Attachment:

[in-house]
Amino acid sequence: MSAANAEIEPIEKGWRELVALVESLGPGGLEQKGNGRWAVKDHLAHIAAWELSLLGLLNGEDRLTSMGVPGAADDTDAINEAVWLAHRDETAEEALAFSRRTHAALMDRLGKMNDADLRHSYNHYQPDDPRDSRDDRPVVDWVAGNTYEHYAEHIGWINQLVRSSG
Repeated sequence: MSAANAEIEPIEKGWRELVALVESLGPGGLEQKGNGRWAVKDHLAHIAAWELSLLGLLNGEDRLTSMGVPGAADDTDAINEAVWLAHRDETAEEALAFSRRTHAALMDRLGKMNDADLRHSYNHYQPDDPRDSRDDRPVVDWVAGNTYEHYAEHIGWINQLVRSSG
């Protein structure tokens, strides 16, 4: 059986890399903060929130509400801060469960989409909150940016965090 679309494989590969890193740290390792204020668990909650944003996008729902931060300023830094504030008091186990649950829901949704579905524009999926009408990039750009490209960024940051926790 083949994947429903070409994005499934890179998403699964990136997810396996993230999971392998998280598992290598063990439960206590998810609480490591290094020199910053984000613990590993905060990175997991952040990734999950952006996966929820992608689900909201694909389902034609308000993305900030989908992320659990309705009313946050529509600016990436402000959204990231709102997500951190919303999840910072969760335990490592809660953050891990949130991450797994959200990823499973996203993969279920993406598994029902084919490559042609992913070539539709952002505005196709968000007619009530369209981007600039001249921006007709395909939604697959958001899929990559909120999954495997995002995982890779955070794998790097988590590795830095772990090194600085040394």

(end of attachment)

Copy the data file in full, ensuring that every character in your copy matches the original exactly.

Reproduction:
[in-house]
Amino acid sequence: MSAANAEIEPIEKGWRELVALVESLGPGGLEQKGNGRWAVKDHLAHIAAWELSLLGLLNGEDRLTSMGVPGAADDTDAINEAVWLAHRDETAEEALAFSRRTHAALMDRLGKMNDADLRHSYNHYQPDDPRDSRDDRPVVDWVAGNTYEHYAEHIGWINQLVRSSG
Repeated sequence: MSAANAEIEPIEKGWRELVALVESLGPGGLEQKGNGRWAVKDHLAHIAAWELSLLGLLNGEDRLTSMGVPGAADDTDAINEAVWLAHRDETAEEALAFSRRTHAALMDRLGKMNDADLRHSYNHYQPDDPRDSRDDRPVVDWVAGNTYEHYAEHIGWINQLVRSSG
């Protein structure tokens, strides 16, 4: 059986890399903060929130509400801060469960989409909150940016965090 679309494989590969890193740290390792204020668990909650944003996008729902931060300023830094504030008091186990649950829901949704579905524009999926009408990039750009490209960024940051926790 083949994947429903070409994005499934890179998403699964990136997810396996993230999971392998998280598992290598063990439960206590998810609480490591290094020199910053984000613990590993905060990175997991952040990734999950952006996966929820992608689900909201694909389902034609308000993305900030989908992320659990309705009313946050529509600016990436402000959204990231709102997500951190919303999840910072969760335990490592809660953050891990949130991450797994959200990823499973996203993969279920993406598994029902084919490559042609992913070539539709952002505005196709968000007619009530369209981007600039001249921006007709395909939604697959958001899929990559909120999954495997995002995982890779955070794998790097988590590795830095772990090194600085040394």